What if in the desire to win, the prosecutor withholds “good evidence” that disproves a theory and further supports what the person who confessed stated.  Would they continue to pursue the innocent because it fits a theory? I wonder if President Upchurch could answer a question for me.  If a prosecutor is working on a case and he travels to a prison in another state, let’s say he travels from Mobile, Alabama to a prison in New York, if the prosecutor says he was on vacation when he visited the prison so he did not take any notes, is that ethical, is it legal, is it a dilemma that prosecutors face when they are pursuing a theory? What must it be like to be a prosecutor that in the zest to win and to prove a theory that pursuit of true justice must be thrown out the window. What must that be like? Well, as Upchurch stated, the public expects you to win, so maybe you do not disclose the evidence.  Upchurch used the pronoun “she” throughout his article, possibly to acknowledge Mobile County first female District Attorney, Ashley Rich.  She has already shown that the win is very important.  Recall that Eucellis Sullivan was asked to leave the Mobile District Attorney’s Office by District Attorney Ashley Rich. As reported by Local15 News:

“I was terminated from my job as an Asst. D.A.,” she said. Hired by John Tyson, Sullivan had spent last four years prosecuting all types of cases for the office, but LOCAL 15 News was there Thursday as she went back to clean out her desk after she says she was escorted out of the building earlier, just like the criminals she prosecuted.

“I was called into Ashley Rich’s office and they informed me that my services were no longer needed, I was told that a letter of resignation was prepared if I wanted to sign it and I declined signing the letter, I was just shocked because I wasn’t given a reason.”

This is what the District Attorney Ashely Rich told LOCAL 15 News, “Since I took office she has lost seven cases and only won two.”…..

…..”The people expect me to put criminals in jail they expect the team I put together to put people in jail she just wasn’t doing that that’s all I have to say,” Rich said. http://www.local15tv.com/news/local/story/Ousted-Asst-D-A-Says-Firing-was-Unjust-D-A/_k_jw7YebUuoBnZ-_2FUAg.cspx


On a side note, it was interesting to see Atty. Sullivan recently appear as a criminal defense attorney in a case that pitted her against the prosecutor and there was an acquittal and a mistrial. Here are quotes from the criminal defense attorney and the prosecutor in the case in question:


“It happens sometimes that a jury cannot reach a verdict,” Patterson said. {Patterson is a long-time Assistant District Attorney in the Mobile County District Attorney’s Office}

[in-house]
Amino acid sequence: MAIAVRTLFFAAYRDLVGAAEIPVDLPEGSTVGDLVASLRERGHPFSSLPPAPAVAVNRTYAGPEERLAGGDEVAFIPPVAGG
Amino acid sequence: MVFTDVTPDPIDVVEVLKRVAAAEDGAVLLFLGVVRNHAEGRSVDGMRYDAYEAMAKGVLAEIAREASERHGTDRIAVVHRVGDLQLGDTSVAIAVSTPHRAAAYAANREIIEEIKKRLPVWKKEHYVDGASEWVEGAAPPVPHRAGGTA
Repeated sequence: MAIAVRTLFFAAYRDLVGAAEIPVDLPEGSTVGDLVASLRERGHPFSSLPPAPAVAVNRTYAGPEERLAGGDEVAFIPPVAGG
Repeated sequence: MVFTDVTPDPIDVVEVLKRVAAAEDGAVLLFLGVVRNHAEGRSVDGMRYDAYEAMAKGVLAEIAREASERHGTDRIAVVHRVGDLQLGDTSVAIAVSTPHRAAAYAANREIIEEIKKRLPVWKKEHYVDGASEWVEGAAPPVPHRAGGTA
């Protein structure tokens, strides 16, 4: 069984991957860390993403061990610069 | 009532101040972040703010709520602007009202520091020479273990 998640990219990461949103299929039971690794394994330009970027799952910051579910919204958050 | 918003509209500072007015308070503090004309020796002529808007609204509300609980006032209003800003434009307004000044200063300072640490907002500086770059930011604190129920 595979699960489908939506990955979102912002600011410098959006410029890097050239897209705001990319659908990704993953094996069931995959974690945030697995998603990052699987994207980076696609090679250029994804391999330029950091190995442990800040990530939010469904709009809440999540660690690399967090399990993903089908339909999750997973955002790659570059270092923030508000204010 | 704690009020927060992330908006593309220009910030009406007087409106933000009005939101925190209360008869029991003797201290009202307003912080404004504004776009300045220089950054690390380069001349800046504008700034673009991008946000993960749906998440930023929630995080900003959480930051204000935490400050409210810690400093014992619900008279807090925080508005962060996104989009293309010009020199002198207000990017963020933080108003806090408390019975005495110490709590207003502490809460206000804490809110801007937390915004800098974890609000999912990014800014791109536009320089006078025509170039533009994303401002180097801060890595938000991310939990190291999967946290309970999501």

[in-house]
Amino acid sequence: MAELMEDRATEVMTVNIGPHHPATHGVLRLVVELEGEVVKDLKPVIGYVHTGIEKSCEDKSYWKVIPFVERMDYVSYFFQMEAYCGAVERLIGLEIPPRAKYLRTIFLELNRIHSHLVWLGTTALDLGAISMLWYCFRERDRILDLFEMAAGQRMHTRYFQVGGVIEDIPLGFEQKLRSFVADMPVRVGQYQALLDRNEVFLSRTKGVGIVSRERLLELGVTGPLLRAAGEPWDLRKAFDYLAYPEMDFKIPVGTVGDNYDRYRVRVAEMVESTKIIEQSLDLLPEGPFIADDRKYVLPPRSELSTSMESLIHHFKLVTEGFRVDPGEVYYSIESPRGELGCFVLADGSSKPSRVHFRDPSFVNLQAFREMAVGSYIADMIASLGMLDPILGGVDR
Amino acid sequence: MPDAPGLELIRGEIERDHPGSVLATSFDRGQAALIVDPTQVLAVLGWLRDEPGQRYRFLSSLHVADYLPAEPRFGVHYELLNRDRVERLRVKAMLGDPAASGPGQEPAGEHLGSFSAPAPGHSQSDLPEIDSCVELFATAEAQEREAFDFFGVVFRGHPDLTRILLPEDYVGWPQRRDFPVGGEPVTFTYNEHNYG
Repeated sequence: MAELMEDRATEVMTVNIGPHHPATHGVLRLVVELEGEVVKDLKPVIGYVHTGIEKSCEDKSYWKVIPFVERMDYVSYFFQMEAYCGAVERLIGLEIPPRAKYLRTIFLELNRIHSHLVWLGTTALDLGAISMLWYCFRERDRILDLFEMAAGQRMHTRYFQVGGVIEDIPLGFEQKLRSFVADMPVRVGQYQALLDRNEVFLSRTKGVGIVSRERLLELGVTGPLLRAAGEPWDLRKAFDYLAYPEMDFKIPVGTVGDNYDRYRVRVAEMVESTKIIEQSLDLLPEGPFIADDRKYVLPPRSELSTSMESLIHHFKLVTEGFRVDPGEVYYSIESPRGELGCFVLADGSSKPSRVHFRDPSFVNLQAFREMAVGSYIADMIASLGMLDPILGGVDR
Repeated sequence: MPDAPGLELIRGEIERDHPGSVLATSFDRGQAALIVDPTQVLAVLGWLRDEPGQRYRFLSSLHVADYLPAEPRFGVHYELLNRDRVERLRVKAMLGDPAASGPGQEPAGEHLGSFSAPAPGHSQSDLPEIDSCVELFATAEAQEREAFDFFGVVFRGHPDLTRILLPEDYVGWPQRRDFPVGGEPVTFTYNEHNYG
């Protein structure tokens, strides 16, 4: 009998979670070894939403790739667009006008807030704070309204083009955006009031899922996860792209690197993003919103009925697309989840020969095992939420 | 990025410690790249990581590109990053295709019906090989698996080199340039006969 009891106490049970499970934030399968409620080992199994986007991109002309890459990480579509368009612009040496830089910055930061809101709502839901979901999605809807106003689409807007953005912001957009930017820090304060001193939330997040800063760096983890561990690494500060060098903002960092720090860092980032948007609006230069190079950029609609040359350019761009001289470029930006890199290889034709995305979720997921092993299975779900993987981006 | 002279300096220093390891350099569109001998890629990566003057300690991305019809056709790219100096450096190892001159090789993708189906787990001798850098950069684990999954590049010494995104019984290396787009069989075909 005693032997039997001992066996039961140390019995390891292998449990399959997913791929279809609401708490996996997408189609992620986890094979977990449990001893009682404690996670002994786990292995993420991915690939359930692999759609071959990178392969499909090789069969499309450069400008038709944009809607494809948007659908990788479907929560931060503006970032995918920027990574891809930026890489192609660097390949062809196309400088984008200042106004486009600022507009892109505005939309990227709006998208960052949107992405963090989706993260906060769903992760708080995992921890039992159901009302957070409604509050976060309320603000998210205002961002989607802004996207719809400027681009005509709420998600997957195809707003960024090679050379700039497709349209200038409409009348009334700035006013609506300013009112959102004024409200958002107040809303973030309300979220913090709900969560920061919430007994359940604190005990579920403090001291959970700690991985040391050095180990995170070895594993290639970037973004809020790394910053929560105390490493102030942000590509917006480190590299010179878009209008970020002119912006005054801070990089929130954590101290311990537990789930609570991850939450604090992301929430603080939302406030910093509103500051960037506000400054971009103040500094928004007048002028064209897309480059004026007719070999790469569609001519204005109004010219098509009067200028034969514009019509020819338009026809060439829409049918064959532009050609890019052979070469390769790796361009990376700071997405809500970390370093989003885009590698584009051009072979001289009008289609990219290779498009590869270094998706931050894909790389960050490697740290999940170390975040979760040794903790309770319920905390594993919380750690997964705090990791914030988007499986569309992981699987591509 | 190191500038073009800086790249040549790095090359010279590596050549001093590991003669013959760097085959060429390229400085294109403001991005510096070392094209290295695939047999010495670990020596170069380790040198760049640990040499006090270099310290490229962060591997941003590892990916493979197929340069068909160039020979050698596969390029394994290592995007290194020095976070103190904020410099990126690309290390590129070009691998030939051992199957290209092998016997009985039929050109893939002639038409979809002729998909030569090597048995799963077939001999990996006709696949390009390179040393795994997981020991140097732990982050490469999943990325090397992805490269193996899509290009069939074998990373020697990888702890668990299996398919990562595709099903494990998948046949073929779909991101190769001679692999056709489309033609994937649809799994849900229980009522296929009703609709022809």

Defense attorney Eucellis Sullivan welcomed the verdict. “It’s great news,” she said. “I’m glad that the jury listened to the evidence and weighed it in their deliberations.” http://blog.al.com/live/2013/03/mobile_man_acquitted_of_raping.html

I wonder what it would be like to be a criminal defense lawyer or prosecutor

Mobile Bar Association President Upchurch asks this question at the beginning of his comments.  To be a criminal defense attorney such as Cowboy Bob Clark, mentioned by Upchurch, is to understand that when you have a client that is actually innocent and when you have clients that are actually guilty, prosecutors, at times, treat them both as if they are guilty, innocent until proven guilty does not define what it is like to be a prosecutor.  Fair trials can interfere with convictions.  So to be a criminal defense attorney is to understand that if a prosecutor wants to convict an innocent man because it fits a theory or because a star witness and/or the victim of a crime says the defendant is guilty, no matter the evidence that shows that the person is actually innocent, the prosecutor will move to do whatever is necessary to convict.  To be a criminal defense attorney is to understand that when you have a client that is guilty as sin, if prosecuting that client disproves a prosecutor’s theory or contradicts what the victim says, that prosecutor will opt not to prosecute your client, meaning that they would rather allow the victim and society to perceive that justice was served rather than actually pursuing justice.  To be a criminal defense attorney, you understand this, this is how the dance between criminal defense attorneys and prosecutors works and, on occasion, to be a criminal defense attorney is to strike a chord with prosecutors about it during a trial in the hopes that it will sway a jury.  For instance, Mobile Press Register Reporter Brendan K. Kirby reported in an article the following:

“MOBILE, Alabama – Closing arguments in Jackeith Harrison’s attempted murder and robbery trial got contentious this afternoon, with defense lawyer Robert F. “Cowboy Bob” Clark accusing prosecutors of dishonesty.

Mobile County District Attorney Ashley Rich, voice rising,  angrily disputed that accusation……

…..“Why did they deceive you? What benefit is there to them? Do you want to be deceived, or do you want to be convinced beyond a reasonable doubt?” he said. “I submit to you they haven’t proven anything beyond a reasonable doubt. She (Rich) hasn’t been fair. She hasn’t been honest.”

Rich told jurors that she took it as a personal attack on her integrity.

“What was going on in that store that night was raw, and it was real, and it was terrifying.” — District Attorney Ashley Rich.

“It is despicable what he gets up here and says to you,” she said.  (http://blog.al.com/live/2013/05/heated_closing_arguments_accus.html)

I wonder what it would be like to be a criminal defense lawyer or prosecutor.